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Thursday, 2 January 2020

More ADF5355


Following on from my great invention last time, I've been fiddling some more with the ADF5355 that we used here. This will generate RF from 54MHz all the way up to 13.6 GHz (which is simply amazing).

I've done something that feels a little silly, but is working:
  • I have developed some code for the MicroMite to do touch screen control
  • That communicates over a serial connection with a SAMD21 ARM Cortex M0 which does the complex double precision maths needed for the ADF5355
It feels a little silly to be using two processors, but:

  • The MicroMite doesnt support the double precision maths needed for the ADF5355
  • I can't find an easy-to-use library to do the graphics and touch screen gubbins on the SAMD21
So we have two pieces of software.

The ADF5355 board is from Amazon and looks like this:

You can get one here.

If you want to play along at home, I have also developed a macro based excel sheet using VBA to do the maths here; that will calculate the register values for a given target frequency. Once you have those, you could use my simple code to send the register values to the board over SPI. I've used a Arduino Zero clone, which you can get here. We need double precision floating point maths for this job.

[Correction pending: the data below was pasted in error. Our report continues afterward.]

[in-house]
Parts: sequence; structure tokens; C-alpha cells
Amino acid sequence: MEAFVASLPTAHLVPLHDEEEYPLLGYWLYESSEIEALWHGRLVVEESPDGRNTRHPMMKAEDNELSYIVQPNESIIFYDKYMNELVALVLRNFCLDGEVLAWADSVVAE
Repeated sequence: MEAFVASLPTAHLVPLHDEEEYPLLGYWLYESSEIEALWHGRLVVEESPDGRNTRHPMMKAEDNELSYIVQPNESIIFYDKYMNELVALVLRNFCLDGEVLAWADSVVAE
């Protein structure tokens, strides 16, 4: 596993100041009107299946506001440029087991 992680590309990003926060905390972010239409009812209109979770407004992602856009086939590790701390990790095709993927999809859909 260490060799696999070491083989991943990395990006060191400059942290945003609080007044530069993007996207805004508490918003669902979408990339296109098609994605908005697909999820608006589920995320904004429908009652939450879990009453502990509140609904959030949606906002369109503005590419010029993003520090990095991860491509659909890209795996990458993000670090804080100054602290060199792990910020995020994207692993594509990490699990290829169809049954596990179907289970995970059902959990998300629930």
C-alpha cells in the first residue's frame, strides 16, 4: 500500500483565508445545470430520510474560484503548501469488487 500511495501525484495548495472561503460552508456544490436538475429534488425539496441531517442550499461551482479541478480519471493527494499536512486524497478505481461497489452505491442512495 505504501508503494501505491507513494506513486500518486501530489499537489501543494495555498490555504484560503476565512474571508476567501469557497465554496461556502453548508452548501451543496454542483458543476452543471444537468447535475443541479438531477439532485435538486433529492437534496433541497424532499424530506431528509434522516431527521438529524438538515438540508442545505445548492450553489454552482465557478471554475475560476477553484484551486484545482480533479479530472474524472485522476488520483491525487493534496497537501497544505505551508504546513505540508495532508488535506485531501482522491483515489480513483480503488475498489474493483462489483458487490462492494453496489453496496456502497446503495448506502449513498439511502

This board is supported by the Arduino IDE as-is and looks like this:

The connector labeled ICSP is used for the SPI comms.

Once you understand all that gubbins, you could start to play further. Here's how I've got the bits and bobs hooked up:

The touch screen in the LCD BackPack provides the facility to view the current selected frequency:

and enter a new one:

Once you have entered the required frequency the MicroMite sends the selected frequency as a string to the SAMD21 processor which then does the necessary maths to generate the 13 register values used by the ADF5355 and squirts them over the SPI interface.

The ADF5355 uses a 100 MHz clock which is generated using the ADF4351 from last time which in turn is clocked by the shack 10MHz frequency reference.

The initialisation of the ADF4351 is done by the MicroMite over SPI, the SPI to the ADF5355 is from the SAMD21 processor.

Here is an example of the 13 register values being sent:

and a close up of one of them:

This will need boxing and turning into bench test gear.

I did quite a bit of reading up on the Arduino SPI library during this project; if you are interested in programming the ADF5355, please pay attention to the SPI library calls in this code as good practise.

The Basic code that runs on the MicroMite is here and the code for the SAMD21 (using the Arduino IDE) is here.

I've done a video of all this:

Here is the very lovely Miss Luna Cat who has assisted throughout:

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